posted by five fresh fish at 9:59 PM on February 28, 2005

Upside down. Because I always have.

Now, though, I think I'm going to have a little crisis about it. I'll be back later for the definitive answer.
posted by pompomtom at 10:33 PM on February 28, 2005

I keep mine in the dishwasher, the cleanest place on earth! Or it could be less germophobe, more lazy. Plus, they seem so happy in their little grooves, ensured of their personal space by the orderly pegs.
posted by tinamonster at 10:47 PM on February 28, 2005

Right side up. I was upside-down until a girlfriend with a fussy, pedantic, microbiologist relative clued me in. They considered it common sense that putting a dirty rim directly against your lips HAD to be worse than the alternative. Upside-down glassware now looks to me like a sign of insecurity. It says: I don't know WHAT happens in this cupboard when the doors are closed.
posted by coelecanth at 11:08 PM on February 28, 2005

Response by poster: At this point I am leaning toward storing the cups right side up. But . . . Geoff does make a good point about the flair and style points one acquires with the flipping of the cup.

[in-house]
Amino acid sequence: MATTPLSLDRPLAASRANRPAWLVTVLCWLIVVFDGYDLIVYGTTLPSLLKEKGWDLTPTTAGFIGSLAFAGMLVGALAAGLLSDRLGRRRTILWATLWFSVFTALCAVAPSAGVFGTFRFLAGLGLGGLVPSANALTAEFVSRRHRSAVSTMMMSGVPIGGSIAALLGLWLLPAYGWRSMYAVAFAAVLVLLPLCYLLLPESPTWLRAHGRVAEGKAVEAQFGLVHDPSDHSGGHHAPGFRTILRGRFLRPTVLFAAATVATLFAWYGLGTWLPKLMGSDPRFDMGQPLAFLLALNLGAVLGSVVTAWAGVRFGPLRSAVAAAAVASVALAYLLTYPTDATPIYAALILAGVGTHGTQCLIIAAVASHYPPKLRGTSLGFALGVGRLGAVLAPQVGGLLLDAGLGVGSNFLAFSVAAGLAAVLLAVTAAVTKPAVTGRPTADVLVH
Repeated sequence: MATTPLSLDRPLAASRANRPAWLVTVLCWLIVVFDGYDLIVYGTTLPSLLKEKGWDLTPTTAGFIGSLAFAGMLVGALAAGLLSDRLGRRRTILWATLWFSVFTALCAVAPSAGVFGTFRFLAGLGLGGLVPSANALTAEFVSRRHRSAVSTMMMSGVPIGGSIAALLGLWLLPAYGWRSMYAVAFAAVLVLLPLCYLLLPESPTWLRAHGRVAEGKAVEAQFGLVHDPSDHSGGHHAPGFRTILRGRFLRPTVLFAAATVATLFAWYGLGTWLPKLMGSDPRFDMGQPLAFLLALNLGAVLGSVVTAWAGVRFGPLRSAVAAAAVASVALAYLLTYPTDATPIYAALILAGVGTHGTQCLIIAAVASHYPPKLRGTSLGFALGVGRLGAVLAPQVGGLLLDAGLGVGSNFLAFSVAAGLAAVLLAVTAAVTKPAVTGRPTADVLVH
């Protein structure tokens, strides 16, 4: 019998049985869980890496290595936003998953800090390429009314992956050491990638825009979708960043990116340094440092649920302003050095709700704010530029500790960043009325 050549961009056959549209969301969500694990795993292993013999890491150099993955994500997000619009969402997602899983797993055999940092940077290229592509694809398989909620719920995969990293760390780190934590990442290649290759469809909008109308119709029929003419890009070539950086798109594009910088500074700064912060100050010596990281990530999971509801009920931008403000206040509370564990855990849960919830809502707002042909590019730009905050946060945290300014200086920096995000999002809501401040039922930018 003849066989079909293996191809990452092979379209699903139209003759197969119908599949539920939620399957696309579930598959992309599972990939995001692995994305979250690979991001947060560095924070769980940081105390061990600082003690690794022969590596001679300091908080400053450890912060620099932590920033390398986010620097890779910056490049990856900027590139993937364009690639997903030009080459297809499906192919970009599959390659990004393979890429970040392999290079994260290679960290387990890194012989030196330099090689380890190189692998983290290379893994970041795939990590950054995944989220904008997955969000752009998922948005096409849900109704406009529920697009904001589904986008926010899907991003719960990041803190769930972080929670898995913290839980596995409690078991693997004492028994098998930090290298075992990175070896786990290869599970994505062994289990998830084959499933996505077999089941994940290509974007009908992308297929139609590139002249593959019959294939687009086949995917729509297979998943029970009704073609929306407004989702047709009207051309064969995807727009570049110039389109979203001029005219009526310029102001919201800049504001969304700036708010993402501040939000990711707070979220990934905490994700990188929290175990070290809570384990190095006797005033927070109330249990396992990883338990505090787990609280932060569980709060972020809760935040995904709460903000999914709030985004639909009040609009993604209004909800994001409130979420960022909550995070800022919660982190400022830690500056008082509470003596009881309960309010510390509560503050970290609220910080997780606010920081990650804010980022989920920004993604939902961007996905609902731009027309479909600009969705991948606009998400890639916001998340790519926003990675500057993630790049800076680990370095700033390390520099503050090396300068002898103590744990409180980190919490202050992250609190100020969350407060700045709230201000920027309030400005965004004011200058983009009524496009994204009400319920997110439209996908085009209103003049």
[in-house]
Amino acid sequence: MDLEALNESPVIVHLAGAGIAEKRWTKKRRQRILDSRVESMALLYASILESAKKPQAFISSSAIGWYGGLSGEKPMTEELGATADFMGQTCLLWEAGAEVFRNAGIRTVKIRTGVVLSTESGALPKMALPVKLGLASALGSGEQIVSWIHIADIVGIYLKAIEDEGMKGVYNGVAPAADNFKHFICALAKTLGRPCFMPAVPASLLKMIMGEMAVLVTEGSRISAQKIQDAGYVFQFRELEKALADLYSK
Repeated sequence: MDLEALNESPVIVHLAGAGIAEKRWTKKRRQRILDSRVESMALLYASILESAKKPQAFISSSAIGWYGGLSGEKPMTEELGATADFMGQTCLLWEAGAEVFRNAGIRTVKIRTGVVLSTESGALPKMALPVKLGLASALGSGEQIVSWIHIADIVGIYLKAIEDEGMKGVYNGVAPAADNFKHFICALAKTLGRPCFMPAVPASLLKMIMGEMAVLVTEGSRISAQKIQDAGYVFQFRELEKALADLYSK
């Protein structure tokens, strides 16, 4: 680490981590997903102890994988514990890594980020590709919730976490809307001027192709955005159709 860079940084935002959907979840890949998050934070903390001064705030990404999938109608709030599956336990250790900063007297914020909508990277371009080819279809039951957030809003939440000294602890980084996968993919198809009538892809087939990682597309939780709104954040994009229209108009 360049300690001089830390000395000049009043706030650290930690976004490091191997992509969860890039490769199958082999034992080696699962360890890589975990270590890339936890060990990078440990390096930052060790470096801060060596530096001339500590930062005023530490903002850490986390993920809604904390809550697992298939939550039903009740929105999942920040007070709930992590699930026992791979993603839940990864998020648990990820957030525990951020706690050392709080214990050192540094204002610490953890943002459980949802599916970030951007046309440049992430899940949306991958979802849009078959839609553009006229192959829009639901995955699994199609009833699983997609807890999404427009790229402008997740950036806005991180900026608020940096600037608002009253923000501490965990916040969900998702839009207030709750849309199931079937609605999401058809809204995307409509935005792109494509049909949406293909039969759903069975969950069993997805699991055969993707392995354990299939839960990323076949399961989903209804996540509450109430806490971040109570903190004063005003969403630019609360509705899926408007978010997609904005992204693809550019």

It seems the answer may lie in the type of environment in which the glasses are being stored.

A bar = upside down
An old house = upside down
A modern residence = right side up
Space shuttle = doesn't matter
posted by quadog at 11:48 PM on February 28, 2005

I store my glasses upside down because I'm too lazy to dry them properly after washing.
posted by philscience at 1:09 AM on March 1, 2005

No wait... Get ready for this!

These glasses, you see, are cone shaped. How I approach the storage issue is to ALTERNATE up-down-up-down-ect., fitting the glasses as close to each other for maximum storage efficiency, and giving the end user the choice between dust/bug feces or mold/rat feces!
posted by nautone at 3:33 AM on March 1, 2005

Used to be upside-down, until I was educated in the ways of glassware. Not only is the rim the weakest point in a glass, storing a glass upsidedown -- particularly right after you've cleaned it -- will give all your drinks a terrible funky smell to them. Unless you store your used ashtrays along with your dust and bunny collection in your cupboards, dust shouldn't be a serious issue.

If you're that paranoid about dust, why not do the sensible thing and clean your cupboard?
posted by Civil_Disobedient at 6:06 AM on March 1, 2005

if it's stemware, invest in cheap wire stemware racks like these which can be mounted under a cabinet or shelf, and hang them. No dust in the cup, no mold, and no dirty rims.

Can't help you with non-stemware though
posted by darsh at 6:14 AM on March 1, 2005